A Do-What-I-Say Christmas: getting comfortable with geese

What a Lot of Effort Goose and Gravy

As Mr. Smith frequently reminds us, one should never try out a new recipe on guests. Even if it comes from a trusted source, you simply cannot be completely confident until you’ve successfully executed it at least once, and that confidence makes the difference between fair and spectacular. You don’t need to hold a dress rehearsal for the entire Christmas feast, but you should make each item on the menu over the course of the next month, noting any differences in cooking time (especially if you have an electric stove).

1 small, frozen goose
1/2 recipe pork stuffing
1 large can chicken stock
3 tbsp flour
salt and pepper

For your test goose, get a small, frozen bird, and let it defrost overnight in the fridge, taking it out early the next morning to finish the melt at room temperature. Once thawed, bring a large pot of water to a boil. Remove the neck and organ bag from the goose, and toss. Remove any fat “pods” from the cavities (they pull right off), and discard. Pull back the skin from the neck cavity and locate the wishbone. Cut around it until you can remove it easily, and get rid of it. Cut the tips off the wings.

Wash the goose with cold water, inside and out, and pat it dry with paper towels. Prick the skin all over with a sharp knife, but don’t pierce the meat. Stick the goose into the boiling water, neck down, and cook for 1 minute. Flip it over and cook for another minute (half the bird will be sticking out of the pot the whole time). Remove it from the water, drain, and pat it dry with paper towels, inside and out. Put it on a cookie sheet and refrigerate it uncovered overnight, letting the skin dry out. Start Phase I of the pork stuffing, but halve the recipe for now.

Set your oven to 325. Finish making the pork stuffing, and pack up the goose. Set it on a wire rack over a roasting pan, insert a meat thermometer into one of the breasts (don’t let it touch the bone), and roast until the internal temperature reaches 170, basting with the drippings every 30 minutes. Depending on size, it will take anywhere from 2 to 3 hours. Let the goose stand outside of the oven for at least 15 minutes, about the time it will take you to make the gravy if you focus. Any extra stuffing should be put in the oven for the last half hour on the goose clock, then combined with the bird-in stuffing before serving.

Pour the drippings from the pan into a large glass measuring cup and let the liquid stand for two minutes. Use a bulb baster to separate the fat on top from the drippings on the bottom. Add enough water or chicken stock to the drippings to make 2 C of liquid. Heat 3 tbsp of the fat in the pan over a burner set to medium-high, and whisk in 3 tbsp flour. Let the roux cook for 1 minute, then slowly pour in the stock while whisking vigorously. Once the gravy is smooth and even, season with salt and pepper and transfer to a boat.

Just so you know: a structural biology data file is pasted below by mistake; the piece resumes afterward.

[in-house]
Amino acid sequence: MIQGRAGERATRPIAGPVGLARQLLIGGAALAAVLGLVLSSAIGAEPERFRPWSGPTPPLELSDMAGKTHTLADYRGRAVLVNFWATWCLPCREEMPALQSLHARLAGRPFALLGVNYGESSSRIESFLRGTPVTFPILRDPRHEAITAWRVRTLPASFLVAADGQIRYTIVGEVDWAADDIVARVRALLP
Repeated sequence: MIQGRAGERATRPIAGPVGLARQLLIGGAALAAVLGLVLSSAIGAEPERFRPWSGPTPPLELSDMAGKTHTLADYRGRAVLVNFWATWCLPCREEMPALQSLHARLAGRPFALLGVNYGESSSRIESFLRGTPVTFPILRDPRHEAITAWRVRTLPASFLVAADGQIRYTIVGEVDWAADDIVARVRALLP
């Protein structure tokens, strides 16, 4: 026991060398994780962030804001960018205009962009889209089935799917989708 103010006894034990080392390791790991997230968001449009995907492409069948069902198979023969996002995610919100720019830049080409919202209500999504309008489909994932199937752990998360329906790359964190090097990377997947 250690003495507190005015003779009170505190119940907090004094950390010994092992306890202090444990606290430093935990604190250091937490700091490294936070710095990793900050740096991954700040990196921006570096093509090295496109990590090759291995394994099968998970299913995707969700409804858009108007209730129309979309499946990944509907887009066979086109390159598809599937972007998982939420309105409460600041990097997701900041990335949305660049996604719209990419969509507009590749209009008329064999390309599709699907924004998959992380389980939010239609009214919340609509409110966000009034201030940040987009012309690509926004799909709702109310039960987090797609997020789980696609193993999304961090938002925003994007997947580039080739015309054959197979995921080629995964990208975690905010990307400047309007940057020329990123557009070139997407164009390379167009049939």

If you’ve done exactly as directed, you should be ready to sit down to a delicious preview of the main event. Otherwise, make it again, and try to do what I say this time.

Mr. Smith gets on board.

Gravy Kriegel au Vin

As a child, if I saw a roast beef come in with the Sunday morning groceries, I’d be beside myself for the rest of the day. “Kind of like having dessert during the meal,” my father shares the recipe for my favorite gravy, “created by a late mathematics graduate named John Kriegel, whose medical challenges apparently did not include diabetes.” I’ll give you the ingredients list verbatim, and leave you to your own interpretations of “some” and “maybe.”

2 C water
some ketchup
some brown sugar
2 cubes beef bouillon
1 tbsp Worcestershire sauce
some seasoned salt (Lowry’s, e.g.)
some thyme (ground or leaves)
some burgundy wine
maybe some soy sauce
2 tbsp flour
2 tbsp Crisco

This is a two-parter, the first of which is stock preparation. Put the water into a large cast iron skillet. Pour enough ketchup from the bottle into the middle of the water to form a 4-in circle. Drop some (2 to 3 tbsp) brown sugar on top of the ketchup, then drop 2 beef bouillon cubes onto the sugar. Add about a tbsp of Worcestershire and sprinkle liberally with seasoned salt. Add about 1/2 tsp of thyme, pour in 1/4 C or so of burgundy, and set the pan over high heat. Stir well and bring to a boil. My father advises that you taste and adjust the stock as it cooks, and “if the taste is disorganized, add some soy sauce several squirts at a time as a tightener.” Once boiling, lower the heat and simmer, stirring occasionally, “until a red/brown scum forms on top. Don’t remove scum.” Turn off the heat and pour the liquid into a large measuring cup or bowl.